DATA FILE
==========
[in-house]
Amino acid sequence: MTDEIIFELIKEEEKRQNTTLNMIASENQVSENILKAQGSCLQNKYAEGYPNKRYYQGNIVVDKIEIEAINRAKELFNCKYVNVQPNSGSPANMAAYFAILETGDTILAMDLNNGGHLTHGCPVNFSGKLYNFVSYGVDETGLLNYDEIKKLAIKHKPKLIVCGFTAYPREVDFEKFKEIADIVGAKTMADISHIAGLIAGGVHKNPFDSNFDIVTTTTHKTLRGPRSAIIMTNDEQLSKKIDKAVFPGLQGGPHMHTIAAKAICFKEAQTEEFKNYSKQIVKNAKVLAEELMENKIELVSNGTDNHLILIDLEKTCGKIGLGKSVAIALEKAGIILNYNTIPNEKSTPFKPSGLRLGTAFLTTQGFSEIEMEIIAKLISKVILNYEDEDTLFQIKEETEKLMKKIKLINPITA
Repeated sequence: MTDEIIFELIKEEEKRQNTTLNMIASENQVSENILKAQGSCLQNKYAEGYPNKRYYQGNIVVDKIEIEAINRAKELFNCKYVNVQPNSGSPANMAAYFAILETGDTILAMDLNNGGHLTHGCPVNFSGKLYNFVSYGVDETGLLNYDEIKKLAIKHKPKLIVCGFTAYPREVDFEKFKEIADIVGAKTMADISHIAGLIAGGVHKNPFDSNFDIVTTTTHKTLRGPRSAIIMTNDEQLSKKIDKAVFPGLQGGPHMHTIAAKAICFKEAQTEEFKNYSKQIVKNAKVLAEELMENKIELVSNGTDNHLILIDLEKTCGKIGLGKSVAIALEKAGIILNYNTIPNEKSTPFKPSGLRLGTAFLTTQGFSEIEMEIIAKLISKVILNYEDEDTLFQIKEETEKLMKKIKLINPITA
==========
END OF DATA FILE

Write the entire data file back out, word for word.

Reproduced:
[in-house]
Amino acid sequence: MTDEIIFELIKEEEKRQNTTLNMIASENQVSENILKAQGSCLQNKYAEGYPNKRYYQGNIVVDKIEIEAINRAKELFNCKYVNVQPNSGSPANMAAYFAILETGDTILAMDLNNGGHLTHGCPVNFSGKLYNFVSYGVDETGLLNYDEIKKLAIKHKPKLIVCGFTAYPREVDFEKFKEIADIVGAKTMADISHIAGLIAGGVHKNPFDSNFDIVTTTTHKTLRGPRSAIIMTNDEQLSKKIDKAVFPGLQGGPHMHTIAAKAICFKEAQTEEFKNYSKQIVKNAKVLAEELMENKIELVSNGTDNHLILIDLEKTCGKIGLGKSVAIALEKAGIILNYNTIPNEKSTPFKPSGLRLGTAFLTTQGFSEIEMEIIAKLISKVILNYEDEDTLFQIKEETEKLMKKIKLINPITA
Repeated sequence: MTDEIIFELIKEEEKRQNTTLNMIASENQVSENILKAQGSCLQNKYAEGYPNKRYYQGNIVVDKIEIEAINRAKELFNCKYVNVQPNSGSPANMAAYFAILETGDTILAMDLNNGGHLTHGCPVNFSGKLYNFVSYGVDETGLLNYDEIKKLAIKHKPKLIVCGFTAYPREVDFEKFKEIADIVGAKTMADISHIAGLIAGGVHKNPFDSNFDIVTTTTHKTLRGPRSAIIMTNDEQLSKKIDKAVFPGLQGGPHMHTIAAKAICFKEAQTEEFKNYSKQIVKNAKVLAEELMENKIELVSNGTDNHLILIDLEKTCGKIGLGKSVAIALEKAGIILNYNTIPNEKSTPFKPSGLRLGTAFLTTQGFSEIEMEIIAKLISKVILNYEDEDTLFQIKEETEKLMKKIKLINPITA